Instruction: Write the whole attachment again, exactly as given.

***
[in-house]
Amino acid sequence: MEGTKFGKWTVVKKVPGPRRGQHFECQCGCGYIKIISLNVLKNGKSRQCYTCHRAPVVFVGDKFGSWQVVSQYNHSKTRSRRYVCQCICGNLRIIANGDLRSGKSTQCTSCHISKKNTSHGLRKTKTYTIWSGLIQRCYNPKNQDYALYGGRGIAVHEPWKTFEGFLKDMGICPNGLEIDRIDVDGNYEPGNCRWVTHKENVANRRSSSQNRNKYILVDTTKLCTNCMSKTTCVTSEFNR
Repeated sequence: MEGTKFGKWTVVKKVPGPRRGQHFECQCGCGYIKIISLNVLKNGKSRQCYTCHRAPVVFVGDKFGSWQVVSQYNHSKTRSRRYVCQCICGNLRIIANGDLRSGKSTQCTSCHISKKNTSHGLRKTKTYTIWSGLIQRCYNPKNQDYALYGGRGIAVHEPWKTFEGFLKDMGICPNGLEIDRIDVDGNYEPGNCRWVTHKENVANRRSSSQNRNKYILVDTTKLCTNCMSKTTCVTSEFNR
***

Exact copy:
[in-house]
Amino acid sequence: MEGTKFGKWTVVKKVPGPRRGQHFECQCGCGYIKIISLNVLKNGKSRQCYTCHRAPVVFVGDKFGSWQVVSQYNHSKTRSRRYVCQCICGNLRIIANGDLRSGKSTQCTSCHISKKNTSHGLRKTKTYTIWSGLIQRCYNPKNQDYALYGGRGIAVHEPWKTFEGFLKDMGICPNGLEIDRIDVDGNYEPGNCRWVTHKENVANRRSSSQNRNKYILVDTTKLCTNCMSKTTCVTSEFNR
Repeated sequence: MEGTKFGKWTVVKKVPGPRRGQHFECQCGCGYIKIISLNVLKNGKSRQCYTCHRAPVVFVGDKFGSWQVVSQYNHSKTRSRRYVCQCICGNLRIIANGDLRSGKSTQCTSCHISKKNTSHGLRKTKTYTIWSGLIQRCYNPKNQDYALYGGRGIAVHEPWKTFEGFLKDMGICPNGLEIDRIDVDGNYEPGNCRWVTHKENVANRRSSSQNRNKYILVDTTKLCTNCMSKTTCVTSEFNR